- The request was made by four other Petitioners so it is necessary to understand the background of the dispute between the parties. In the case of Ramakrishna Singh Vs The State of Mysore AIR 1960 Mysore 338, the State had a committee called the Mysore Backward Class Committee under the leadership of Dr. R. Nagan appointed to investigate the problem and advise the Government on criteria to be used to determine the classes pedagogically and socially back. According to the committee, 40 per cent compensated the reserve group and 60 per cent of the profit group. This order was challenged in S.A. Partha Vs State of Mysore AIR 1961 Mysore 220. The Nagan Gowda Committee then concluded that caste and communities are the only way to determine backward classes, and the communities are thus divided into “backward” and “further backward.”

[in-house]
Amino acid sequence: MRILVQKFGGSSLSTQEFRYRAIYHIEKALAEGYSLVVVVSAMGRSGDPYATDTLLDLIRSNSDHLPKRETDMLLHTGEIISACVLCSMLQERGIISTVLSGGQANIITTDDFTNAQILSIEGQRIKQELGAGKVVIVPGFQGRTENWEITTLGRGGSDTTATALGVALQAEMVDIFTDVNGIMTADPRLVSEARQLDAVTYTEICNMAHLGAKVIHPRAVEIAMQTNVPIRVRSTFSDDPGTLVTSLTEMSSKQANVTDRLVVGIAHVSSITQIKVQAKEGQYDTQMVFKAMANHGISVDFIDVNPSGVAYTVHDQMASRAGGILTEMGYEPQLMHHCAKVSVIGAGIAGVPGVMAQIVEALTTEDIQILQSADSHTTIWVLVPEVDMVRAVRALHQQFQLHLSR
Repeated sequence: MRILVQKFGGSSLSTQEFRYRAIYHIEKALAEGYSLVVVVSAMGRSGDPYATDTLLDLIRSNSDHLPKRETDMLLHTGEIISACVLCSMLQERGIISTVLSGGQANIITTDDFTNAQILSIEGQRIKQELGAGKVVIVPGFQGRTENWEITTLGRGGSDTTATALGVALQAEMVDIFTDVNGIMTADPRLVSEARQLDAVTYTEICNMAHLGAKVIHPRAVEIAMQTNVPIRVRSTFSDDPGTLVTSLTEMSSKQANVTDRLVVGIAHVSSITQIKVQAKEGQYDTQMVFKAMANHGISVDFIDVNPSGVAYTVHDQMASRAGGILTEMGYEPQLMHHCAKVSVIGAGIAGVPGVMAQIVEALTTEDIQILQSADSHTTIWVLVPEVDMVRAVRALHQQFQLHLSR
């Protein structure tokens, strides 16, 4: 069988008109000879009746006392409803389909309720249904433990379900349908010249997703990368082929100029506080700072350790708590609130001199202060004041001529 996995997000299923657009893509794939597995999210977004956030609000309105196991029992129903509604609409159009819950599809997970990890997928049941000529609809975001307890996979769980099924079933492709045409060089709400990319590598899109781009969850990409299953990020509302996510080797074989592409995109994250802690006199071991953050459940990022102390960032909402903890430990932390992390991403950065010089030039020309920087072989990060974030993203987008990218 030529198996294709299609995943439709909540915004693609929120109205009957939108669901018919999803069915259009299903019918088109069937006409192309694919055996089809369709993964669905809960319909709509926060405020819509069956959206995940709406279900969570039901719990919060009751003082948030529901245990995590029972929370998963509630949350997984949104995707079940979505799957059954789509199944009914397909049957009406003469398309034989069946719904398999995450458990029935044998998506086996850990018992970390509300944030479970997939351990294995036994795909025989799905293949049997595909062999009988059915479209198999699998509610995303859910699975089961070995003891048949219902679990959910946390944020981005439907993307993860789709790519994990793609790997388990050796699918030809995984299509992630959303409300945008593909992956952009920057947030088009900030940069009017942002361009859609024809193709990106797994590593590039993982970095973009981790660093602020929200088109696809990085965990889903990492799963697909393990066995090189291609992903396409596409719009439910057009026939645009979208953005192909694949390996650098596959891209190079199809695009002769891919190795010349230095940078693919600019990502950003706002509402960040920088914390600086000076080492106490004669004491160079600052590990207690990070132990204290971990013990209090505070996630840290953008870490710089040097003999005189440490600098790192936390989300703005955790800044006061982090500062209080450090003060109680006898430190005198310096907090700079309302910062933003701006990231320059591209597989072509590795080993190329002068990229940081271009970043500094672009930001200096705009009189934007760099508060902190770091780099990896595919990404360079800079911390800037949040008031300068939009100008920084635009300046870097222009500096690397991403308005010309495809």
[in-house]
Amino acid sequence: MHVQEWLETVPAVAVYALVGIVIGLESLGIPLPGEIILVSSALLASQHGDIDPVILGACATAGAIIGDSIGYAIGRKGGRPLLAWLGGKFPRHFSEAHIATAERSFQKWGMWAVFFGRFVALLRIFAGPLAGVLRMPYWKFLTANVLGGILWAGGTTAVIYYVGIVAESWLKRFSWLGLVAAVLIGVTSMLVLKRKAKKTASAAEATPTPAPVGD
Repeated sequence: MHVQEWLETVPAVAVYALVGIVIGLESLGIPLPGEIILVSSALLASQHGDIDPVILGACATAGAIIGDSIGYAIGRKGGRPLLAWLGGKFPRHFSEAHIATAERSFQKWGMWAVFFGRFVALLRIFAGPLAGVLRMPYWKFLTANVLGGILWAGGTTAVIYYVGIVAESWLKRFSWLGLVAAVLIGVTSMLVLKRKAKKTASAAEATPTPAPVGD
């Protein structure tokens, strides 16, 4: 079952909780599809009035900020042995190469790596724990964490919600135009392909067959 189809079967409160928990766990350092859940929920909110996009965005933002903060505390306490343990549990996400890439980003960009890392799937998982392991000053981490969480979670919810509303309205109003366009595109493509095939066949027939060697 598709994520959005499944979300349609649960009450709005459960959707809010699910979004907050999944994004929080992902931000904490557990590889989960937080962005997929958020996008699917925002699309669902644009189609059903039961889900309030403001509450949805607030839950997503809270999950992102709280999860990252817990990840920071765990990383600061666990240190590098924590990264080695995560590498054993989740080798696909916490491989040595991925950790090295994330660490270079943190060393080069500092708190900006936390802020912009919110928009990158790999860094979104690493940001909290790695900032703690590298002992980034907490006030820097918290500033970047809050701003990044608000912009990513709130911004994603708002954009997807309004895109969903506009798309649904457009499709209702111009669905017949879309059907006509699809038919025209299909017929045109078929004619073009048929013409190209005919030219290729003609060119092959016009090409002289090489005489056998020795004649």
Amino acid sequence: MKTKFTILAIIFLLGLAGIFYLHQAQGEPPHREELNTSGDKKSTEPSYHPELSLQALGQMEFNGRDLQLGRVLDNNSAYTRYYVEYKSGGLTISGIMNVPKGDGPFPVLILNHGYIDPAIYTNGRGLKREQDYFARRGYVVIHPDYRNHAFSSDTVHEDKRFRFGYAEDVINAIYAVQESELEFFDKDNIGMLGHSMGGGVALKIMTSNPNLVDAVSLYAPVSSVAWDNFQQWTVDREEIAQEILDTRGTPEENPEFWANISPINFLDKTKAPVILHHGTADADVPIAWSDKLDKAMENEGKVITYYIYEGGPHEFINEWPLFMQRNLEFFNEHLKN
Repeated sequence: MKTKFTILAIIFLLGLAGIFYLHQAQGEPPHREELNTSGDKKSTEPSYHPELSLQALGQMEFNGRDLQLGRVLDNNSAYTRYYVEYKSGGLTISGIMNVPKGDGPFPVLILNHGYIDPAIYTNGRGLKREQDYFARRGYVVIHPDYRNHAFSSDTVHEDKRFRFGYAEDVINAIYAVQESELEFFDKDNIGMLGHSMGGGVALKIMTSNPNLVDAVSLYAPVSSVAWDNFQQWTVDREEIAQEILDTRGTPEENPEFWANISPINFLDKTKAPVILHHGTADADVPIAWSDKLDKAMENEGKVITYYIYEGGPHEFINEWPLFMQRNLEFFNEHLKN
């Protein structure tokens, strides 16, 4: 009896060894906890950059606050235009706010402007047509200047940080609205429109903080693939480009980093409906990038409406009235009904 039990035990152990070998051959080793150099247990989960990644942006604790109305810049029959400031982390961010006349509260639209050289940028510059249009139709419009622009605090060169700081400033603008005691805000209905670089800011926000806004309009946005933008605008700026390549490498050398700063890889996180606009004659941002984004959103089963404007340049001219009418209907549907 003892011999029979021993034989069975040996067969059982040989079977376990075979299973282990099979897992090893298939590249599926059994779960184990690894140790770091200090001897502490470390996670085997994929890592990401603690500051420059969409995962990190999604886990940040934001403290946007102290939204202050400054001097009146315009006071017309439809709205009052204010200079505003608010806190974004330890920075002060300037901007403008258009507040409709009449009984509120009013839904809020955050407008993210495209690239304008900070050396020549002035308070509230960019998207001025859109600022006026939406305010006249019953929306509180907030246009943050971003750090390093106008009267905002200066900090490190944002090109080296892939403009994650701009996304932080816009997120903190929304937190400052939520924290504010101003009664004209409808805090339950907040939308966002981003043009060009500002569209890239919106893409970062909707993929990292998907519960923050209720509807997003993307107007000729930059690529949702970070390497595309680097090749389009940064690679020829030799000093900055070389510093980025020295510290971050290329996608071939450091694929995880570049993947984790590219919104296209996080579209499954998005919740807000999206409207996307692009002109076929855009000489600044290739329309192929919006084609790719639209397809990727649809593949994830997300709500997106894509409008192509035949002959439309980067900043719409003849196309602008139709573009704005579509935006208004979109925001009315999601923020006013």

- The Committee sent the report, saying seats in the backlog of classes should be up to 70 per cent. The Central Government was not satisfied with this approach. It said that the caste system is the main obstacle to their progress as an egalitarian society. Instructions were given by the Central Government to the State, asking them to provide all possible assistance to provide members of the underdeveloped class with all appropriate facilities according to their existing list.
- Based on these cases and the case of the Petitioner, which replaces all previous orders issued by the State, the sociological and economic factor must be taken into account when determining backward classes.